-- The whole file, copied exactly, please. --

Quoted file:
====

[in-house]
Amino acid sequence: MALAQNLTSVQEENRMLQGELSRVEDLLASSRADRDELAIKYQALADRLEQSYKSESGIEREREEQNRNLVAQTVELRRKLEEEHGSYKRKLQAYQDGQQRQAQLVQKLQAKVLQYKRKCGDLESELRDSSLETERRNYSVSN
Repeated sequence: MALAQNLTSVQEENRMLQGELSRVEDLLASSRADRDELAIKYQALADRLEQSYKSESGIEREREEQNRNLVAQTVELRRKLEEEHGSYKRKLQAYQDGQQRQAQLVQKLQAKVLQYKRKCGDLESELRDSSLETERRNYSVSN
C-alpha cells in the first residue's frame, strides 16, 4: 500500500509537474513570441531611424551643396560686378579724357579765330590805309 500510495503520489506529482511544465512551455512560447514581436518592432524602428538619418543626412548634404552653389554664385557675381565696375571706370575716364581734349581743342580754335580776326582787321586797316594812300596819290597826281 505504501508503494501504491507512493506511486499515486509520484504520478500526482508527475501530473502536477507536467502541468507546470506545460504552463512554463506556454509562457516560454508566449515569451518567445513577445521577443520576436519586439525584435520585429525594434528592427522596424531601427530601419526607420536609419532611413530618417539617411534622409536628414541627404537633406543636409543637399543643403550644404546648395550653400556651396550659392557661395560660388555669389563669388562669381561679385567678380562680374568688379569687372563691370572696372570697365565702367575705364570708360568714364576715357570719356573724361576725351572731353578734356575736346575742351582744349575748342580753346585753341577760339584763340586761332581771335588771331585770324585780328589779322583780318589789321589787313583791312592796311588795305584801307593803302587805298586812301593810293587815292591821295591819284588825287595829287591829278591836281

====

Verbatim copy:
[in-house]
Amino acid sequence: MALAQNLTSVQEENRMLQGELSRVEDLLASSRADRDELAIKYQALADRLEQSYKSESGIEREREEQNRNLVAQTVELRRKLEEEHGSYKRKLQAYQDGQQRQAQLVQKLQAKVLQYKRKCGDLESELRDSSLETERRNYSVSN
Repeated sequence: MALAQNLTSVQEENRMLQGELSRVEDLLASSRADRDELAIKYQALADRLEQSYKSESGIEREREEQNRNLVAQTVELRRKLEEEHGSYKRKLQAYQDGQQRQAQLVQKLQAKVLQYKRKCGDLESELRDSSLETERRNYSVSN
C-alpha cells in the first residue's frame, strides 16, 4: 500500500509537474513570441531611424551643396560686378579724357579765330590805309 500510495503520489506529482511544465512551455512560447514581436518592432524602428538619418543626412548634404552653389554664385557675381565696375571706370575716364581734349581743342580754335580776326582787321586797316594812300596819290597826281 505504501508503494501504491507512493506511486499515486509520484504520478500526482508527475501530473502536477507536467502541468507546470506545460504552463512554463506556454509562457516560454508566449515569451518567445513577445521577443520576436519586439525584435520585429525594434528592427522596424531601427530601419526607420536609419532611413530618417539617411534622409536628414541627404537633406543636409543637399543643403550644404546648395550653400556651396550659392557661395560660388555669389563669388562669381561679385567678380562680374568688379569687372563691370572696372570697365565702367575705364570708360568714364576715357570719356573724361576725351572731353578734356575736346575742351582744349575748342580753346585753341577760339584763340586761332581771335588771331585770324585780328589779322583780318589789321589787313583791312592796311588795305584801307593803302587805298586812301593810293587815292591821295591819284588825287595829287591829278591836281